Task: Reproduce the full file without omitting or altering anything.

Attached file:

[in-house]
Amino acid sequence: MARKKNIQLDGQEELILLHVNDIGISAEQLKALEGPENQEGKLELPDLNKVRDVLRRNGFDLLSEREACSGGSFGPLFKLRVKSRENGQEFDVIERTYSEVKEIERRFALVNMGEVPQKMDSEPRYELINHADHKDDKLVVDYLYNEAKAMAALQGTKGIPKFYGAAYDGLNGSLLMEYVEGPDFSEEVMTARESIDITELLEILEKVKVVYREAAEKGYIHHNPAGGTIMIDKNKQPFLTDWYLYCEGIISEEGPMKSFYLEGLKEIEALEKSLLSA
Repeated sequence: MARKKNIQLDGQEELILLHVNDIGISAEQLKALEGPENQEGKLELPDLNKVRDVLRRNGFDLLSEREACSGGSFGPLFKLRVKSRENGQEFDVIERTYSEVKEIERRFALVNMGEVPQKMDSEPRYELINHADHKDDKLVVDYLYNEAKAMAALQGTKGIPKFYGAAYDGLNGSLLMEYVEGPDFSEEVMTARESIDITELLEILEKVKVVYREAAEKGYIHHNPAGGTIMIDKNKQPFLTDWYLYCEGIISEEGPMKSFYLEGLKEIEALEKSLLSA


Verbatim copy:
[in-house]
Amino acid sequence: MARKKNIQLDGQEELILLHVNDIGISAEQLKALEGPENQEGKLELPDLNKVRDVLRRNGFDLLSEREACSGGSFGPLFKLRVKSRENGQEFDVIERTYSEVKEIERRFALVNMGEVPQKMDSEPRYELINHADHKDDKLVVDYLYNEAKAMAALQGTKGIPKFYGAAYDGLNGSLLMEYVEGPDFSEEVMTARESIDITELLEILEKVKVVYREAAEKGYIHHNPAGGTIMIDKNKQPFLTDWYLYCEGIISEEGPMKSFYLEGLKEIEALEKSLLSA
Repeated sequence: MARKKNIQLDGQEELILLHVNDIGISAEQLKALEGPENQEGKLELPDLNKVRDVLRRNGFDLLSEREACSGGSFGPLFKLRVKSRENGQEFDVIERTYSEVKEIERRFALVNMGEVPQKMDSEPRYELINHADHKDDKLVVDYLYNEAKAMAALQGTKGIPKFYGAAYDGLNGSLLMEYVEGPDFSEEVMTARESIDITELLEILEKVKVVYREAAEKGYIHHNPAGGTIMIDKNKQPFLTDWYLYCEGIISEEGPMKSFYLEGLKEIEALEKSLLSA